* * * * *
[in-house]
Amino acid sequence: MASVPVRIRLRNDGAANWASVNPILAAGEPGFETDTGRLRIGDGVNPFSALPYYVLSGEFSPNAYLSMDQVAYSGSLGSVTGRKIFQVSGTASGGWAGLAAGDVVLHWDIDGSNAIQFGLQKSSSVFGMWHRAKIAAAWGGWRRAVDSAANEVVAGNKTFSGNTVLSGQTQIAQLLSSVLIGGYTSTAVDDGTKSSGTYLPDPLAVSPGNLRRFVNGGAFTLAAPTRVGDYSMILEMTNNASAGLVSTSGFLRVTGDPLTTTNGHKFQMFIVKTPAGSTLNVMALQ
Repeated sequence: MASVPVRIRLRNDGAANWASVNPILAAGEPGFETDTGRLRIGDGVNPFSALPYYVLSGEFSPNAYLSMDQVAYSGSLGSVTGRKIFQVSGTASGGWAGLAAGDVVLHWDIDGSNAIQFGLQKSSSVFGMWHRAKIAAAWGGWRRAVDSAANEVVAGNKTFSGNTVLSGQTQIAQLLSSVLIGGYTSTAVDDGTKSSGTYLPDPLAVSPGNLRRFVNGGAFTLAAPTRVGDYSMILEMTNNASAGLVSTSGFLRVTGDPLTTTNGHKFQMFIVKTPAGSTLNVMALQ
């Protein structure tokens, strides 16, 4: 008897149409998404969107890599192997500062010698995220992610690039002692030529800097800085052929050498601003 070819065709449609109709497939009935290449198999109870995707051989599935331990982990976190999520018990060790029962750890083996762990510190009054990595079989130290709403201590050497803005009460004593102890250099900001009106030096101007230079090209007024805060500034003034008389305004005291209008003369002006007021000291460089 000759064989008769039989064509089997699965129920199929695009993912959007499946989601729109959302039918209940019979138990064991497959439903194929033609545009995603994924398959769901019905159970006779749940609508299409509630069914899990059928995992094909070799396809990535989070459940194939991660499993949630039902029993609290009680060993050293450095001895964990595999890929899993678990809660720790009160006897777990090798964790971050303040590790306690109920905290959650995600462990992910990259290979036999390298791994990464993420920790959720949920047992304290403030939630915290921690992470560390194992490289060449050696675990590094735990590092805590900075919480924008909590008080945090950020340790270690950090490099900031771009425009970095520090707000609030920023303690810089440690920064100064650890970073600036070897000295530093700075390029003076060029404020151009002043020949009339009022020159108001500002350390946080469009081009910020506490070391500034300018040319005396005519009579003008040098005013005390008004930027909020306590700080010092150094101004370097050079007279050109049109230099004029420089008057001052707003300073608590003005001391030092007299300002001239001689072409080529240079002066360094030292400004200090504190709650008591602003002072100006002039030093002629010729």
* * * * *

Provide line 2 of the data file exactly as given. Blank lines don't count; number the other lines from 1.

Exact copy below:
Amino acid sequence: MASVPVRIRLRNDGAANWASVNPILAAGEPGFETDTGRLRIGDGVNPFSALPYYVLSGEFSPNAYLSMDQVAYSGSLGSVTGRKIFQVSGTASGGWAGLAAGDVVLHWDIDGSNAIQFGLQKSSSVFGMWHRAKIAAAWGGWRRAVDSAANEVVAGNKTFSGNTVLSGQTQIAQLLSSVLIGGYTSTAVDDGTKSSGTYLPDPLAVSPGNLRRFVNGGAFTLAAPTRVGDYSMILEMTNNASAGLVSTSGFLRVTGDPLTTTNGHKFQMFIVKTPAGSTLNVMALQ